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The director-general of UAE anti-money laundering and counter-terrorism financing commends Singapore’s police and investigation team for busting the largest money laundering case in history.
Hamid Al Zaabi, the director-general, stated that Singapore’s in-depth investigations and rigid regulations will encourage other countries to combat financial crimes. In August, the Singaporean police arrested 10 Chinese-born money launderers, 9 male and 1 female, included in the crime. The case has garnered international attention primarily because of its magnitude, including S$2.8 billion in assets and cash. This case also emphasises the country’s financial institutes to comply with AML measures to tighten the securities.
The Monetary Authority Singapore (MAS) stated in the statement they are investigating banks to ensure that organisations take risk assessment steps to prevent scams. The director-general stated, “Singapore’s money laundering case is globally significant and is worthy of applause. I know some commentators have said that the size of the bust suggests weaknesses in the national anti-money laundering and counter-terrorism financing system, but this is completely wrong. Instead, it demonstrates two things: one, that money laundering operates on a massive scale globally, and two, Singapore will go after the bad guys, no matter how big or powerful they are.”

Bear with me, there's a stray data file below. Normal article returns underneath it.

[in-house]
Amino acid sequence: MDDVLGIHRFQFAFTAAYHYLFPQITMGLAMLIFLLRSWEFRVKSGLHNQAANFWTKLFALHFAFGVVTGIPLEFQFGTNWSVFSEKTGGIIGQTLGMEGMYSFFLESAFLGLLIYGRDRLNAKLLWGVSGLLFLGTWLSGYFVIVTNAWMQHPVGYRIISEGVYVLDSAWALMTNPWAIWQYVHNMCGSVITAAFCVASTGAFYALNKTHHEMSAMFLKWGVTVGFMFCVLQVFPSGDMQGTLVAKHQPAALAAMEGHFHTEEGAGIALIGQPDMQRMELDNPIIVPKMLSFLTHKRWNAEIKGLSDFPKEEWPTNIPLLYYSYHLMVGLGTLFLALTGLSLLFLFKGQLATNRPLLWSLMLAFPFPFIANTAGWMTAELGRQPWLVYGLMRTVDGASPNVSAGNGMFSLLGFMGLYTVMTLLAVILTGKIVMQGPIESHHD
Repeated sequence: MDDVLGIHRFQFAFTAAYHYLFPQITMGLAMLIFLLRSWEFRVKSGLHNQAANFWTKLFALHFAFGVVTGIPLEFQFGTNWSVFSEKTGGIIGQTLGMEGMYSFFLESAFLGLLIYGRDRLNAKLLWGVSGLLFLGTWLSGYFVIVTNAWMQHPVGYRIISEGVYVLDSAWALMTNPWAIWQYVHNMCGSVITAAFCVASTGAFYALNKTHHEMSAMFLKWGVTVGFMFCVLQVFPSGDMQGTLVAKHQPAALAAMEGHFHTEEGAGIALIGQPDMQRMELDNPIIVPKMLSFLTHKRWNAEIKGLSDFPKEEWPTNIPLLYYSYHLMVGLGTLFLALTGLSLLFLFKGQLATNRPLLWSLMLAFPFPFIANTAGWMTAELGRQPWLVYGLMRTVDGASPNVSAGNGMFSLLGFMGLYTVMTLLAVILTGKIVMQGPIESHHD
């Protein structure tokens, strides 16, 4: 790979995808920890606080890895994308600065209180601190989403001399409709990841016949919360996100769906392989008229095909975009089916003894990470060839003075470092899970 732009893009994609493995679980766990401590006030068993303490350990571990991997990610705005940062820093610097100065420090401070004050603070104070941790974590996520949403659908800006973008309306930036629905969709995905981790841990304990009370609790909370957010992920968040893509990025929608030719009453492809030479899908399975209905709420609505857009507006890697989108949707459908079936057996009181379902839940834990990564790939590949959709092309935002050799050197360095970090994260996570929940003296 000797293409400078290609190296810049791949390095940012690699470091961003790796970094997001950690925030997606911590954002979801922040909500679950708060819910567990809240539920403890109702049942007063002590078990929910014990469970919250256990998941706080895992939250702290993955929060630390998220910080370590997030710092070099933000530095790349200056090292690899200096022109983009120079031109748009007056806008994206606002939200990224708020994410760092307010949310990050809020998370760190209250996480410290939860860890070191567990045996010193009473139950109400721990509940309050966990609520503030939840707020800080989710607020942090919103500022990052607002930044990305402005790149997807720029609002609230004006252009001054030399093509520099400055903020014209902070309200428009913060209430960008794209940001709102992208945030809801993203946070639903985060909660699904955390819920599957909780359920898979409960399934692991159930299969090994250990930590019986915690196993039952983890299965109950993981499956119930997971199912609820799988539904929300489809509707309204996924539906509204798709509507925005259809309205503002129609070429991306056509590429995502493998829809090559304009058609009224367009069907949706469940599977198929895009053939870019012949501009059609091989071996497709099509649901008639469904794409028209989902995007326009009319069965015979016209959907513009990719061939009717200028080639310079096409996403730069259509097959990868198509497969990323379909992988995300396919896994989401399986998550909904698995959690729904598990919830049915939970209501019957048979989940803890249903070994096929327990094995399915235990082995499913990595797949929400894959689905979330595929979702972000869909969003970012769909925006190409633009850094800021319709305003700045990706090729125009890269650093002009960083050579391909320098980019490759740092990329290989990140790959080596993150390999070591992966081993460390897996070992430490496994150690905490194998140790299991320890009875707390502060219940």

Mr. Al Zaabi is leading a group of Emirati officials to Singapore this month to enhance cooperation with Singaporean partners in combating financial crime. According to the director-general of UAE and Singapore, both are reputable financial hubs of the globe, and criminals such as organised money launderers are constantly looking for loopholes in the country’s economic system. He stated, “organised crime spreads like cancer and causes harm in many ways. Ultimately, money laundering poses serious risks to economic stability because it undermines competition, hampers growth, deepens inequality, and erodes confidence in the integrity of the global financial system.”
He also stressed international collaboration to combat money laundering and terrorist financing. It is an essential need for many countries to conclude across the regional jurisdictions. He added, “International cooperation will be hard only if you make it hard.” Al Zaabi stated, it’s a positive image of the Singapore government to invite our team to acknowledge the latest technology to comply with international Financial Action Task Force (FATF) standards. He also emphasised that his staff looked into 183 latest money laundering cases between March and mid-July of this year, seizing assets connected to financial crime valued at over 1.3 billion dirhams. The director-general stated, “Singapore has an adequate AML system and also has the experience and good reports. It also has very strong public-private partnerships, so we want to learn from this and build a stronger working relationship with Singapore.”